KaBooM WritersKaBooM Writers

Welcome to the online presence of KaBooM, a writing group that has sustained the creative lives of a diverse group of women for over a decade. We hope that getting to know us will inspire you, too!Welcome to the online presence of KaBooM, a writing group that has sustained the creative lives of a diverse group of women for over a decade. We hope that getting to know us will inspire you, too!

Welcome to the online presence of KaBooM, a writing group that has sustained the creative lives of a diverse group of women for over a decade. We hope that getting to know us will inspire you, too!


The KaBooM Writers Notebook: Our Blog

Is there anything so real as words?

“Magazines all too frequently lead to books, and should be regarded by the prudent as the heavy petting of literature.”~Fran Lebowitz

I often think of this quotation from Fran Lebowitz after I’ve started reading something when I should be doing something else.  “Just a little,” I tell myself.  I’ve glanced at the clock.  Then, I swear, it only felt like a moment.  I’ve only just gotten up a good head of steam on the story.  The clock must be lying!  But there they are again, the rest of my life’s obligations rudely insisting on interrupting a really good read.   For us tough cases, of course it’s not just magazines that lead to books.  Books lead to books.  All the time.

Just the other day, I picked up my first Christmas present to arrive in the mail.  A dear friend sent me Betsy Warland’s Breathing the Page: Reading the Act of Writing. I opened it just about the time a responsible adult, a prudent person, would probably start thinking about making dinner.  “The act of reading is the act of belief,” says Warland.  And she had me.  Within the next few pages, she prompts: “As an exercise, you may find it useful to pull a number of books off the shelf and read only the first page of each.”    What a good idea.  Lots of writing teachers suggest exactly this.  What harm could a first page or two do, just before opening the frozen broccoli?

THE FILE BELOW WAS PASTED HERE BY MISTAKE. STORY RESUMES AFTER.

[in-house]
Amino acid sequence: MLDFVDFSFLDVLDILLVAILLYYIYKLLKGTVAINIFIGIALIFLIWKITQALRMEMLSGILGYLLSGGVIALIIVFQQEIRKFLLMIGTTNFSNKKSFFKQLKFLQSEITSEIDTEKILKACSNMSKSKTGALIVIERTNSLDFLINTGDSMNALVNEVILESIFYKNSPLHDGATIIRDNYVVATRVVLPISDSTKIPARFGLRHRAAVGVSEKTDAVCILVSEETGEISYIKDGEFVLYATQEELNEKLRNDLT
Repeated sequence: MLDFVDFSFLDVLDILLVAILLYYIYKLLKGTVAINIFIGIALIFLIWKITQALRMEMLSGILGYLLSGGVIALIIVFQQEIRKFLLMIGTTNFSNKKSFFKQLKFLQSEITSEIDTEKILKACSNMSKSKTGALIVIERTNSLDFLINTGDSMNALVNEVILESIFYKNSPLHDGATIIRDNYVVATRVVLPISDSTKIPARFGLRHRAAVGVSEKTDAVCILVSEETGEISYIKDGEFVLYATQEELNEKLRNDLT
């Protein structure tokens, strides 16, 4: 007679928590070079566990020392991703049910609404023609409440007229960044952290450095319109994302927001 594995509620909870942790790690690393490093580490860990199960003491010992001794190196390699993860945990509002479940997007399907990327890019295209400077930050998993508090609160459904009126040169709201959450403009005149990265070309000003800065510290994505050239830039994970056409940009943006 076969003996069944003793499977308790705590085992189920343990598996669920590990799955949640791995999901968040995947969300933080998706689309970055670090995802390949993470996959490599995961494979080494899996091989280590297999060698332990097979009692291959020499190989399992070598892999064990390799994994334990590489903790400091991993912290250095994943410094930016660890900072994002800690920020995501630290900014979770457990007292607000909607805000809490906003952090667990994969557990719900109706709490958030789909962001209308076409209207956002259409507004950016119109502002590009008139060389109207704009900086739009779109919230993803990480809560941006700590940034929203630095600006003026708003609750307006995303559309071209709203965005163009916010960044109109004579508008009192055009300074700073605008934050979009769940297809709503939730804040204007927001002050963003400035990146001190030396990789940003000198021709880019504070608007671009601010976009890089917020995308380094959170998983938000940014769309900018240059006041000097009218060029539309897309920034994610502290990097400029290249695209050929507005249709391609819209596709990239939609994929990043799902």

But because for me reading is like candy—who can stop at just one page?— before long I’ve read the first 50 pages of The Picture of Dorian Gray.   My children come into the kitchen.   The stove is cold.  All they can smell is my afternoon coffee. “Isn’t it time for dinner?” they ask.

It’s Oscar Wilde’s fault.  Not mine.  I hang the blame on the characters Lord Henry Wotton and Dorian himself, and more than that, on (page 36), “Words!  Mere words!  How terrible they were!  How clear, and vivid and cruel!  One could not escape from them.  And yet what a subtle magic there was in them! They seemed … to have music of their own as sweet as that of viol or of a lute.  Mere words!  Was there anything so real as words!”

But because kids can’t eat words, they finally convinced me to put the book down.  Dinner got made and eaten.

And today.  Well, today is a new day.  I can try reading the “only the first page” of a couple of books again today.  Before breakfast.

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